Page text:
Norton’s Motion to Keep Committee of the Whole Vote Became First Recorded Vote of New Congress
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January 5, 2011
FOR IMMEDIATE RELEASE
WASHINGTON, DC -- Congresswoman Eleanor Holmes Norton’s (D-DC) motion to overturn the House rule that eliminated delegate voting became the first recorded vote of the 112th Congress. The Democratic minority could not prevail in this effort to refer the new House rules to a special committee, but the motion served the important purpose of permitting Democrats to openly protest for the record the elimination of voting rights for the American citizens who reside in the District of Columbia and the territories. The 225 to 188 vote occurred, as predicted, along party lines, but it put Democrats on record, unanimously, supporting voting rights, while Republicans, unanimously, opposed a vote that was declared constitutional in 1993 by a federal district court and in 1994 on appeal.
“When Mayor Vince Gray was here at the Capitol yesterday for the rally sponsored by DC Vote, I said that the test would be whether residents would go quietly into the night now that attacks on the rights of District residents had already started,” said Norton. “Yesterday was day one, showing that residents have no intention of slipping away without protest. Today, I continued on the House floor what our residents, our Mayor, and DC Vote began."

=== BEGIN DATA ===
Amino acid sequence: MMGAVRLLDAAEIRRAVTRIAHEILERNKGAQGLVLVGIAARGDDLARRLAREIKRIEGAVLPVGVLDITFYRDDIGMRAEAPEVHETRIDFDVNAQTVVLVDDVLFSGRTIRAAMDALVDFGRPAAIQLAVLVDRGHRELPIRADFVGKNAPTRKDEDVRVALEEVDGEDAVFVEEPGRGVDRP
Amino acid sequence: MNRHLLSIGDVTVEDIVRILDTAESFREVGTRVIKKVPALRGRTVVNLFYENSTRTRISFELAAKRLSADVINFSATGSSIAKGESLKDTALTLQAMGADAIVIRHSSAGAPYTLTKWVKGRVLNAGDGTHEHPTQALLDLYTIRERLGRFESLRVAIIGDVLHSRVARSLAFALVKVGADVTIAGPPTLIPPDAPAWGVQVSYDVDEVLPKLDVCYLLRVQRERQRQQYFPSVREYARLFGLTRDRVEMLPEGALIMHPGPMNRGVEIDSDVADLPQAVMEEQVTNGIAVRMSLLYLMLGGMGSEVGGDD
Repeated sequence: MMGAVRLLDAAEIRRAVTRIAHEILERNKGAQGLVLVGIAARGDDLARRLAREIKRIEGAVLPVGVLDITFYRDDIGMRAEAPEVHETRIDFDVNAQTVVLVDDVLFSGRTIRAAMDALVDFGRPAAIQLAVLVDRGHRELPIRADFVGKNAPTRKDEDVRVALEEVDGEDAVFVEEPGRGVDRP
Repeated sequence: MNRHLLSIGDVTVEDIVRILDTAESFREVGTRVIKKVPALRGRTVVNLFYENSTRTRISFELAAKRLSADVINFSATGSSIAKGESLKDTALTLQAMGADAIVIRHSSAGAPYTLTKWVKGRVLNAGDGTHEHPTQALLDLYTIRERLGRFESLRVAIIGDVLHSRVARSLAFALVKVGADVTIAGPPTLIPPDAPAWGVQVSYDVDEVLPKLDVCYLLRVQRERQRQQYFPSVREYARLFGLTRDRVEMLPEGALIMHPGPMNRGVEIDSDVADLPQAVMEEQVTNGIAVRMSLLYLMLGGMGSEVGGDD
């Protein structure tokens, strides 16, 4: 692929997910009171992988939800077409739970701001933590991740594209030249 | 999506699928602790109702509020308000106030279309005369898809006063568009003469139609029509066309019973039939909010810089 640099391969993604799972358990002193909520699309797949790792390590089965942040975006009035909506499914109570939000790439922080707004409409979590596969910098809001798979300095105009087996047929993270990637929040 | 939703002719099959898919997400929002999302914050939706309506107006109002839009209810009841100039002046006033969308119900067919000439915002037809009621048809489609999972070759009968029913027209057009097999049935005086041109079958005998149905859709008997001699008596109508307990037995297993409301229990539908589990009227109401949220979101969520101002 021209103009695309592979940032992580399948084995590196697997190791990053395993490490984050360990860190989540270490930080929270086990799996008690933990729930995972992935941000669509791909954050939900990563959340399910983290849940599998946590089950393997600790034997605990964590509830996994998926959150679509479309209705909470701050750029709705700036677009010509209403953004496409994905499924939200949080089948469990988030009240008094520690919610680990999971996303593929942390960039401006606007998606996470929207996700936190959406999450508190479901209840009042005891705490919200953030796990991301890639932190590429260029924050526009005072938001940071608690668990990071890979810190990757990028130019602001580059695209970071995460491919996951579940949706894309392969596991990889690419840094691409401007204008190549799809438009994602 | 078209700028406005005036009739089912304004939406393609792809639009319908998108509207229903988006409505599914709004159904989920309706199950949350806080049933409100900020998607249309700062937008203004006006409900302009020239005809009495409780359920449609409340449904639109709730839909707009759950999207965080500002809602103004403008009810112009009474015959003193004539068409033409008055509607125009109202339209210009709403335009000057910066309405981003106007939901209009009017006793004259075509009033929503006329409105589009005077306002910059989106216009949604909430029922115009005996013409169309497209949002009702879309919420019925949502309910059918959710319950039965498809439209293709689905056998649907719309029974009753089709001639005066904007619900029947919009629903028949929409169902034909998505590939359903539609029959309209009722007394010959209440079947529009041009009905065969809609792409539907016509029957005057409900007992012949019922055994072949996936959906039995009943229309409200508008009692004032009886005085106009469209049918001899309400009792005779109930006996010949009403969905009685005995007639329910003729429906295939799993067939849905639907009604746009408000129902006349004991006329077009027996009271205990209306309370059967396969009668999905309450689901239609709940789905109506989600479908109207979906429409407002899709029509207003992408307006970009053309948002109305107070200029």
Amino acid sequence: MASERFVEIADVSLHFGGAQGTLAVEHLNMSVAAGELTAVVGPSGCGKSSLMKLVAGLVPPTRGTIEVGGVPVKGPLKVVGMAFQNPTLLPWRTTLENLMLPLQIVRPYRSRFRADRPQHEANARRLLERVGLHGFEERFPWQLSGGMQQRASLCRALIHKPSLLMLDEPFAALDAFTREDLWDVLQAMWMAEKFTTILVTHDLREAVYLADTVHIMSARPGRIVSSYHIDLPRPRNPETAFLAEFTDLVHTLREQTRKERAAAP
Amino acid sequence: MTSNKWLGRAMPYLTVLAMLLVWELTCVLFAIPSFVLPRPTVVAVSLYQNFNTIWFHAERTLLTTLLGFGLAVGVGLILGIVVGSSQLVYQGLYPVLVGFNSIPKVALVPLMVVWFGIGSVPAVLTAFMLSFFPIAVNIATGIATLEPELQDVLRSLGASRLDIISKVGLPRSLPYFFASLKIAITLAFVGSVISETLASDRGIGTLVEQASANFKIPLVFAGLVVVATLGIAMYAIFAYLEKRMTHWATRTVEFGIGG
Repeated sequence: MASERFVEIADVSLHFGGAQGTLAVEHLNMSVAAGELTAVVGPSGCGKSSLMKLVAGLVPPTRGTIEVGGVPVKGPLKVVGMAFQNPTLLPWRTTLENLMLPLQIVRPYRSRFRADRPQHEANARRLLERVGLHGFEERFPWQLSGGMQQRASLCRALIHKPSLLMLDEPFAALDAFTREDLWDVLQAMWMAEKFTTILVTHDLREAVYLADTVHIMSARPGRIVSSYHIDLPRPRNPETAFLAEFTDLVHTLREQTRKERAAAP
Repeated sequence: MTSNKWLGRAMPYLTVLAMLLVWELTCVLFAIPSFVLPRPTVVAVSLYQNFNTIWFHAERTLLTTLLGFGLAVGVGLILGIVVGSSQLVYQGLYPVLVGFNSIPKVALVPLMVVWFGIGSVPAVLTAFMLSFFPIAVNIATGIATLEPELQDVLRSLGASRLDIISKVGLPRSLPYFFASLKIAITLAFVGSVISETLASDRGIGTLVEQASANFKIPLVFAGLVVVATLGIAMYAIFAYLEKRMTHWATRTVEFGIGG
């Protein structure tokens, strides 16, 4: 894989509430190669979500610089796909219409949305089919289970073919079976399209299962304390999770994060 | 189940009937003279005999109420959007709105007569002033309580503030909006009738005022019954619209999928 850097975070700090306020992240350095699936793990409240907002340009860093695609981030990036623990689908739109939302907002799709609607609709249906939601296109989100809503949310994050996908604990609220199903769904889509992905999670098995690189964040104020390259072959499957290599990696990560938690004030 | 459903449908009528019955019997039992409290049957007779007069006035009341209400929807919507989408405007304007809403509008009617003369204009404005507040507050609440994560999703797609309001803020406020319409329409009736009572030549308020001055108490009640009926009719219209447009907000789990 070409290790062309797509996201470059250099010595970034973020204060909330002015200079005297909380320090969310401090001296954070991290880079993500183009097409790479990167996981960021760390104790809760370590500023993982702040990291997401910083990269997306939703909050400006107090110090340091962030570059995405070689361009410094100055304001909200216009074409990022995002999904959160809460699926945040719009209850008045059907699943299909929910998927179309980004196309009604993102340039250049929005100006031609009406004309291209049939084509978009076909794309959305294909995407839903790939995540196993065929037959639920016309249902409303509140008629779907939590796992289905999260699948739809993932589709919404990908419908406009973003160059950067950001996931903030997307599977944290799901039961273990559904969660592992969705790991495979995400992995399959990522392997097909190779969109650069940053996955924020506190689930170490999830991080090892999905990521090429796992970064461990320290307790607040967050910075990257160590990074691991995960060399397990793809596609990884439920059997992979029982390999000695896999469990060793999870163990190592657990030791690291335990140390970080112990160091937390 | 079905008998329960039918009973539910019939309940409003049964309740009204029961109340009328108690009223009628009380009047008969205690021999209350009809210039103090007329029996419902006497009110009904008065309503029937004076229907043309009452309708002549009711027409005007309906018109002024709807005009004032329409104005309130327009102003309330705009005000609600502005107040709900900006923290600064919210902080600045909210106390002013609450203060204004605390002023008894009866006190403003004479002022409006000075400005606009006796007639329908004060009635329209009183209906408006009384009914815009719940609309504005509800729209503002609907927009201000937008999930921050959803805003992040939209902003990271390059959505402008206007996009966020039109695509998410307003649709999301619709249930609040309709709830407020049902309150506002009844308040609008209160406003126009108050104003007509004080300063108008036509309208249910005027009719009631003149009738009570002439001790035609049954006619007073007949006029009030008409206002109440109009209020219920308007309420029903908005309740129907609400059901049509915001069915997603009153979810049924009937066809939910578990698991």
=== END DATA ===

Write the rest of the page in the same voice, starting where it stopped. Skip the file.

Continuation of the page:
This is the first time there has been a recorded House vote relating to voting rights for District residents since April 2007, when Democrats vote almost unanimously for a full House vote for the District.
Minority Whip Steny Hoyer (D-MD), a longtime advocate for the rights of District citizens, spoke passionately on the House floor about the elimination of delegate voting. He said that the new House rules are fatally flawed in two ways -- they dramatically increase the national deficit and deprive American citizens the right to vote in the Committee of the Whole. He also said that he would introduce a resolution to amend the rules in order to return the delegate vote.
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